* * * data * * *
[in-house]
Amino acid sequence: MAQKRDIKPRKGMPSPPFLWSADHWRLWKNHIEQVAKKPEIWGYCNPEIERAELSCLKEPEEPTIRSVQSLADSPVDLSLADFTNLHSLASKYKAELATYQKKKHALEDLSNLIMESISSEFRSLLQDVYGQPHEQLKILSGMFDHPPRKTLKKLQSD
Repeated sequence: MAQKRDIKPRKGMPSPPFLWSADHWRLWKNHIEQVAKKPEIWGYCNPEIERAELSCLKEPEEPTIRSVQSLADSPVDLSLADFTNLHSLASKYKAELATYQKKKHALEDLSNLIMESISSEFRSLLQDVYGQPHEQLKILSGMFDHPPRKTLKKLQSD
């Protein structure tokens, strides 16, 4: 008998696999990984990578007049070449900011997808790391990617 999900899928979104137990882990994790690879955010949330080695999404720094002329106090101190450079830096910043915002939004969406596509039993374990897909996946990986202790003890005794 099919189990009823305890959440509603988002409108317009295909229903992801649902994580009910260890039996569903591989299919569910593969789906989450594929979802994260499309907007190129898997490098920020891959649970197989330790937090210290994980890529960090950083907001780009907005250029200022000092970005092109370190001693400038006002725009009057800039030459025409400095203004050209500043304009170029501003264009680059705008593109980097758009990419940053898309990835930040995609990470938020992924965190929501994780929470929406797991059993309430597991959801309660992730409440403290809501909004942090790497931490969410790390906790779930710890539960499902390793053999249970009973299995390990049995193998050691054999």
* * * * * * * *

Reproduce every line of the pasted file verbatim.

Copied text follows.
[in-house]
Amino acid sequence: MAQKRDIKPRKGMPSPPFLWSADHWRLWKNHIEQVAKKPEIWGYCNPEIERAELSCLKEPEEPTIRSVQSLADSPVDLSLADFTNLHSLASKYKAELATYQKKKHALEDLSNLIMESISSEFRSLLQDVYGQPHEQLKILSGMFDHPPRKTLKKLQSD
Repeated sequence: MAQKRDIKPRKGMPSPPFLWSADHWRLWKNHIEQVAKKPEIWGYCNPEIERAELSCLKEPEEPTIRSVQSLADSPVDLSLADFTNLHSLASKYKAELATYQKKKHALEDLSNLIMESISSEFRSLLQDVYGQPHEQLKILSGMFDHPPRKTLKKLQSD
């Protein structure tokens, strides 16, 4: 008998696999990984990578007049070449900011997808790391990617 999900899928979104137990882990994790690879955010949330080695999404720094002329106090101190450079830096910043915002939004969406596509039993374990897909996946990986202790003890005794 099919189990009823305890959440509603988002409108317009295909229903992801649902994580009910260890039996569903591989299919569910593969789906989450594929979802994260499309907007190129898997490098920020891959649970197989330790937090210290994980890529960090950083907001780009907005250029200022000092970005092109370190001693400038006002725009009057800039030459025409400095203004050209500043304009170029501003264009680059705008593109980097758009990419940053898309990835930040995609990470938020992924965190929501994780929470929406797991059993309430597991959801309660992730409440403290809501909004942090790497931490969410790390906790779930710890539960499902390793053999249970009973299995390990049995193998050691054999």